March 16, 2013 in City

Critical caregivers

Nurses play vital role in keeping health care costs down
By The Spokesman-Review
 
Colin Mulvany photoBuy this photo

In the Washington State University College of Nursing’s Clinical Simulation Lab, Barb Wallace, a skills lab preceptor, left, helps nursing student Edina Brown perform a wound care assignment on a mannequin.
(Full-size photo)

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Browse previous stories, photography and graphics in this series at <strong>spokesman.com /pages/reinventing-health-care

Health care reform should come with a Help Wanted sign: Nurses are needed to help care for 32 million people.

That’s how many Americans are expected to gain health coverage starting next year.

Many will be eager to tap into the kind of preventive medical care that holds the promise of more healthful lives. On the front lines of providing that type of care will be nurses, and the country won’t have enough of them, many experts believe. It won’t have enough doctors and other advanced practitioners, either.

For years, nursing schools have been airing worries that they can’t graduate nurses fast enough to keep up with demand – especially programs that offer bachelor’s and master’s degrees, as employers demand more education and expertise.

The recession delivered a mild reprieve. The exodus of nurses from the workforce slowed as retirement savings were decimated, family members lost employment and health insurance costs soared.

Lin Murphy, chairwoman of the nursing department at Gonzaga University, believes the shortages are poised to return now that health reforms are falling into place, the stock market has rallied and large numbers of nurses older than 55 are nearing retirement.

“The need is there now. It will be critical by 2020. It will be a great time to be a nurse,” Murphy said.

Gonzaga is preparing plans to build and open a fully accredited school of nursing.

There are about 3.1 million nurses in the United States, and more than 10 percent – about 300,000 – could be ready to retire during the next several years, said a report by the Washington State Nursing Association.

Health care reform will present major challenges and opportunities for the nursing profession, said Patricia Butterfield, dean of Washington State University’s School of Nursing in downtown Spokane.

Nurses and advanced nurse practitioners will be asked to have a much greater say in patient care and help to hold down the cost of care – one of the major drivers of reform.

The American Nursing Association claims that nurse-managed care coordination already trims Medicare spending by up to $5,000 per patient per year.

Among the deepest challenges to fulfilling this looming demand is the need for more teachers engaged in nursing education. Admission to the WSU nursing school remains intensely competitive, said spokeswoman Alison Benjamin, partly driven by the need for more educators.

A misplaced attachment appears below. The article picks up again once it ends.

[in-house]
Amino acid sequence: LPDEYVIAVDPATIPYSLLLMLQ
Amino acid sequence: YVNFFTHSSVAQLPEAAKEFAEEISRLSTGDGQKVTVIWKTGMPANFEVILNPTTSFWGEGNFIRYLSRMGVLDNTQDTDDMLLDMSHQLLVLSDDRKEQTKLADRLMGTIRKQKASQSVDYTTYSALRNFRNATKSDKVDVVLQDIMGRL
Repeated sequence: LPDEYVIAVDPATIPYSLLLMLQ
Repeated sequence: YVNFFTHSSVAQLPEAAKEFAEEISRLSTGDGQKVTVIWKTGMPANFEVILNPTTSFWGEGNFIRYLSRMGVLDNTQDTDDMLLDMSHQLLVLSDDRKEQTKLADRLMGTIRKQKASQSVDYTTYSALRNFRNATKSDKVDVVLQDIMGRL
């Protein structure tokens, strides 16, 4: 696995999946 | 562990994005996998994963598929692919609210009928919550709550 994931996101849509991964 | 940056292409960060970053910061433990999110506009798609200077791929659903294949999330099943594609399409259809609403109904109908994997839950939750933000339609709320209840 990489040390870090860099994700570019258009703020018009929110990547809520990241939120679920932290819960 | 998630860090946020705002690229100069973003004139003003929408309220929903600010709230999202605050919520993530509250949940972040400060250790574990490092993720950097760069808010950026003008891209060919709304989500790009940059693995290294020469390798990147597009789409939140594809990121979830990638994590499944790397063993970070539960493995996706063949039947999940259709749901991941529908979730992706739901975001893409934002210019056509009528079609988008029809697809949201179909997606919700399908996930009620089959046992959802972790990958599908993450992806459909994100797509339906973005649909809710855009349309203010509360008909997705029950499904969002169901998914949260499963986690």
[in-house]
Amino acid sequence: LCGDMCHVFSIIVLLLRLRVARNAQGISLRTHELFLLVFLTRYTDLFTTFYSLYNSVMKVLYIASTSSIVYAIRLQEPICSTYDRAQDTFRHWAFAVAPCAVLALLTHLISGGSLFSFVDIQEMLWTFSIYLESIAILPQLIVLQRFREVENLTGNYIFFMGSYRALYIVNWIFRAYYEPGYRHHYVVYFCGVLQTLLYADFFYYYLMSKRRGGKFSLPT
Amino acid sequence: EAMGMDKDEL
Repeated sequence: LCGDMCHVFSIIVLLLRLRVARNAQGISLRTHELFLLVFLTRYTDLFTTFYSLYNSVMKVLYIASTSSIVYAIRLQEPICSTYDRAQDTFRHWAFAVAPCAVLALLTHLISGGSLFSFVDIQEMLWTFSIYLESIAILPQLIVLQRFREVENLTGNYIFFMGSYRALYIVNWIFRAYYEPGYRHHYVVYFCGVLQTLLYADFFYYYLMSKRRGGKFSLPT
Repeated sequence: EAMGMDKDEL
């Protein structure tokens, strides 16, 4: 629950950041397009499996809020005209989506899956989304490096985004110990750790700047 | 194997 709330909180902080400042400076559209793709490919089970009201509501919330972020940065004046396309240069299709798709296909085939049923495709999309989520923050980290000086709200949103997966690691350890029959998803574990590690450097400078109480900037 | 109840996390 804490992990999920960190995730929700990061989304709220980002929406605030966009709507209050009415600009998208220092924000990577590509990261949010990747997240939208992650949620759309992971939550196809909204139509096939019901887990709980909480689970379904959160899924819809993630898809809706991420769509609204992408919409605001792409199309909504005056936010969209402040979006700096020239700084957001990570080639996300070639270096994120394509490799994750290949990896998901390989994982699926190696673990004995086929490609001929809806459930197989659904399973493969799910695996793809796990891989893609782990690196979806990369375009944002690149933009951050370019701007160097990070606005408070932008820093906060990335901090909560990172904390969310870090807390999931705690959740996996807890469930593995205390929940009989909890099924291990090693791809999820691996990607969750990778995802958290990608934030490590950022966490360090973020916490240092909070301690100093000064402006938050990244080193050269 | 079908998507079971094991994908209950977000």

The Patient Protection and Affordable Care Act calls for strengthening nursing programs with federal funding.

The health care reform law also aims to cure the problem of faculty shortages, which is blamed for turning away 50,000 qualified nursing applicants every year, according to the American Journal of Nursing. It will do that in part by lifting federal spending caps on traineeship programs for graduate students.

Butterfield noted that many nurses now graduating are finding that jobs are not as plentiful in hospital settings. Those tend to be higher-wage, union jobs dominated by nurses with years of experience.

However there are plenty of jobs in other health care areas such as in clinics and homes for the elderly, she said. Pay for nurses throughout the profession ranges from $53,000 to about $85,000.

Hospitals have been trying to carefully manage their schedules and workforces to control costs.

One way to do that is to employ more advanced nurse practitioners who have the skills to manage clinics, supervise staff and make the appropriate referrals to physicians.

The federal Centers for Disease Control reported that 17 percent of patients were cared for by an ARNP or a physician assistant in 2009 – that’s up from about 11 percent in 1999.

Those numbers are growing, said Butterfield.

“These nurses and practitioners are the problem-solvers in very dynamic and unpredictable situations,” she said. “And it’s not all at a hospital.

“We need nurses with these skills at all levels of our health care system, from home visits to critical care.”

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